Scalable Bayesian Inference

On my first day at NeurIPS, I was fortunate to attend a tutorial by Professor David Dunson from Duke University.

Professor Dunson gave a beautiful overview of techniques for scaling markov chain monte carlo (MCMC) to both large datasets and high model complexity. Optimal transport methods based on Barycenter calculation in Wasserstein space were discussed at length, with scaling results that look extremely promising and relevant to some of the inference tasks Forge.AI is tackling.

Professor Dunson opened a discussion about the high model complexity limit, coarsened Bayes (c-bayes), modular Bayes, and other techniques. In particular, the idea of c-Bayes is both philosophically disconcerting and aesthetically beautiful. I’ve personally always considered Bayes’ theorem to be on the same footing as Kepler’s law, so making minor modifications out of modeling convenience feels strange particularly because Bayes’ theorem provides a mechanism to have statistical strength from the observed data dominate the model structure when the signal is strong enough; and this modification down-weights that mechanism.

Of course, that’s not to say that I feel like this is a bad idea. Ultimately, the use of this theory makes parameter estimation possible without having to necessarily worry about small amounts of data-noise. It appears particularly convenient, especially when the data noise model isn’t available or easy to infer. I will have to explore the technique more to understand the settings where it’s preferable to use c-Bayes rather than explicitly model data-set noise, but I have a hunch that c-Bayes will be useful in knowledge graph construction tasks where I have a small amount of string noise (typos and abbreviations) without having to provide explicit string noise models.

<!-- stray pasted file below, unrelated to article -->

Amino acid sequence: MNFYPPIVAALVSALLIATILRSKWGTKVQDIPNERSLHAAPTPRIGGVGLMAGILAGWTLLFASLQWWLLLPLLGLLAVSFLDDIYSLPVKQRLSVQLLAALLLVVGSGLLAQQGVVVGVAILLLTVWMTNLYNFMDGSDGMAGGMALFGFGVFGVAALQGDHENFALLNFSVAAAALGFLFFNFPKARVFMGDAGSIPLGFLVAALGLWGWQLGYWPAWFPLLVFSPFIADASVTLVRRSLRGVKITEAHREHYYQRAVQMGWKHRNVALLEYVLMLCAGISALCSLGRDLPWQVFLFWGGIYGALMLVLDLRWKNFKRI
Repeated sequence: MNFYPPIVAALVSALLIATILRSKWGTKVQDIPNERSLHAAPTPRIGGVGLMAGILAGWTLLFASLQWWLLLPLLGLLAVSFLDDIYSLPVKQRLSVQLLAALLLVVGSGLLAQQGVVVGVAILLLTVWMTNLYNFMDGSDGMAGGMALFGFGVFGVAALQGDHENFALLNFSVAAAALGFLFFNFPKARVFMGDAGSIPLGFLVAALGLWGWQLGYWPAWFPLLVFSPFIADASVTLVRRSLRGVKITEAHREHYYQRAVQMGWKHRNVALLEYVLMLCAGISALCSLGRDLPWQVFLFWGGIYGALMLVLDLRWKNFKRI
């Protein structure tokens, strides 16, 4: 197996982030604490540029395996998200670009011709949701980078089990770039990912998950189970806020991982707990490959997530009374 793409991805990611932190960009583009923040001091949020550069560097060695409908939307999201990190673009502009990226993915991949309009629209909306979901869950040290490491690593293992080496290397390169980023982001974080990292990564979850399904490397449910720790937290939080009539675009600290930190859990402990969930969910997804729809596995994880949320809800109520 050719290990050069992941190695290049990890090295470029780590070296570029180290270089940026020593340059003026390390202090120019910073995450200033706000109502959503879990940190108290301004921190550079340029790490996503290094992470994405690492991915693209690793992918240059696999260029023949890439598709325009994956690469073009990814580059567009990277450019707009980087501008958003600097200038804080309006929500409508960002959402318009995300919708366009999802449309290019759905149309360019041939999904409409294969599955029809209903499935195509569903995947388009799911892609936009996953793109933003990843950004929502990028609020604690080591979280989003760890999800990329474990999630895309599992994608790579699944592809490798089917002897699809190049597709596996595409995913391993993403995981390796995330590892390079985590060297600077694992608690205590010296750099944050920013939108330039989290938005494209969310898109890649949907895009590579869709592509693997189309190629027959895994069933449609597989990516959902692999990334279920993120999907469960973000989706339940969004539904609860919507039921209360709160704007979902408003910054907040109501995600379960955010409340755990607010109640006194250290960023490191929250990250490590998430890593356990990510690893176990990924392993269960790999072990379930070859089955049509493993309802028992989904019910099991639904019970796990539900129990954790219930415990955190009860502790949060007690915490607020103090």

Causal and Counterfactual Inference Techniques

Later the same day, Professor Susan Athey from Stanford University gave a wonderful overview of causal and counterfactual inference techniques. In her presentation, she discussed many of the algorithms and applications with very specific example use-cases in mind. This really helped to ground a difficult-to-pin down talk concretely and succinctly.

The professor’s talk made it painfully obvious how Forge.AI can combine knowledge graphs with counterfactual inference to perform AI guided speculative analyses. For instance, automatically answering the question “what would happen to Tesla’s stock price if there was an uprising in the Democratic Republic of the Congo?”.

Other Highlights

The rest of the week was filled with interesting talks, posters, and conversations. For instance, I ran into the Alexandria team at the Microsoft booth. They’re focusing on applying probabilistic programming to high precision knowledge graph construction. Both are projects close to my heart, and I loved hearing about how they combined them together. It was particularly exciting to learn how their token-based string model combined character-based likelihoods with token and dictionary based likelihoods to automatically learn format models. Using these models to achieve a precision greater than 95% would represent a true step forward in automated knowledge graph construction, and I can’t wait to read the paper.